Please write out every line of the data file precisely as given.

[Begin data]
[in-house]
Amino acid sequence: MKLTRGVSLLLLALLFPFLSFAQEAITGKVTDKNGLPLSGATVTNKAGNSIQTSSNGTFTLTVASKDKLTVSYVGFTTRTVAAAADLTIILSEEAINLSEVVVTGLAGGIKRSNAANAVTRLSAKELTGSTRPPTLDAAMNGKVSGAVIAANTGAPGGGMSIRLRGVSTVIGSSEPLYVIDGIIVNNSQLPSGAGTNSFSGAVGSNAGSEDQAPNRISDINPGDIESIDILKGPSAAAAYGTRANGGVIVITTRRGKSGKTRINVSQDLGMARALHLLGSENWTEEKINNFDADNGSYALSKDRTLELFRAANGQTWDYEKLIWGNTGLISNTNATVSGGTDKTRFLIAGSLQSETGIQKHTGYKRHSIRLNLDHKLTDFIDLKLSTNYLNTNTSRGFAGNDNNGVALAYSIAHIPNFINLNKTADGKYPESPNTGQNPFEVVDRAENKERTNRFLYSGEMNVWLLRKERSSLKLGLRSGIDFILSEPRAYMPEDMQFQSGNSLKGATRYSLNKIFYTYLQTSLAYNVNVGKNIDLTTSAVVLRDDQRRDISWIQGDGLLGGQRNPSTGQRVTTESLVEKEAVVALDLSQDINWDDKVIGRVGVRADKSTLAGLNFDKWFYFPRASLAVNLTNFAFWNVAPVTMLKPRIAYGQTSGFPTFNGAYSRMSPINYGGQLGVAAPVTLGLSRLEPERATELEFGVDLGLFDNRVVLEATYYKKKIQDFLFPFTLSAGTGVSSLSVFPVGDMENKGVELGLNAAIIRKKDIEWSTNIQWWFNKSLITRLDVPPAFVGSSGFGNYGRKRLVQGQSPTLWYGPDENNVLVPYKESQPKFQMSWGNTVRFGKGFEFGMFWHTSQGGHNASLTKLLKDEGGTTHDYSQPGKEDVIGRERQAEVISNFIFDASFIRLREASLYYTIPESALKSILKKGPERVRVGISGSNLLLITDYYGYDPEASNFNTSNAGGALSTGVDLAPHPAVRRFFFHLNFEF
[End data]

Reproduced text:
[in-house]
Amino acid sequence: MKLTRGVSLLLLALLFPFLSFAQEAITGKVTDKNGLPLSGATVTNKAGNSIQTSSNGTFTLTVASKDKLTVSYVGFTTRTVAAAADLTIILSEEAINLSEVVVTGLAGGIKRSNAANAVTRLSAKELTGSTRPPTLDAAMNGKVSGAVIAANTGAPGGGMSIRLRGVSTVIGSSEPLYVIDGIIVNNSQLPSGAGTNSFSGAVGSNAGSEDQAPNRISDINPGDIESIDILKGPSAAAAYGTRANGGVIVITTRRGKSGKTRINVSQDLGMARALHLLGSENWTEEKINNFDADNGSYALSKDRTLELFRAANGQTWDYEKLIWGNTGLISNTNATVSGGTDKTRFLIAGSLQSETGIQKHTGYKRHSIRLNLDHKLTDFIDLKLSTNYLNTNTSRGFAGNDNNGVALAYSIAHIPNFINLNKTADGKYPESPNTGQNPFEVVDRAENKERTNRFLYSGEMNVWLLRKERSSLKLGLRSGIDFILSEPRAYMPEDMQFQSGNSLKGATRYSLNKIFYTYLQTSLAYNVNVGKNIDLTTSAVVLRDDQRRDISWIQGDGLLGGQRNPSTGQRVTTESLVEKEAVVALDLSQDINWDDKVIGRVGVRADKSTLAGLNFDKWFYFPRASLAVNLTNFAFWNVAPVTMLKPRIAYGQTSGFPTFNGAYSRMSPINYGGQLGVAAPVTLGLSRLEPERATELEFGVDLGLFDNRVVLEATYYKKKIQDFLFPFTLSAGTGVSSLSVFPVGDMENKGVELGLNAAIIRKKDIEWSTNIQWWFNKSLITRLDVPPAFVGSSGFGNYGRKRLVQGQSPTLWYGPDENNVLVPYKESQPKFQMSWGNTVRFGKGFEFGMFWHTSQGGHNASLTKLLKDEGGTTHDYSQPGKEDVIGRERQAEVISNFIFDASFIRLREASLYYTIPESALKSILKKGPERVRVGISGSNLLLITDYYGYDPEASNFNTSNAGGALSTGVDLAPHPAVRRFFFHLNFEF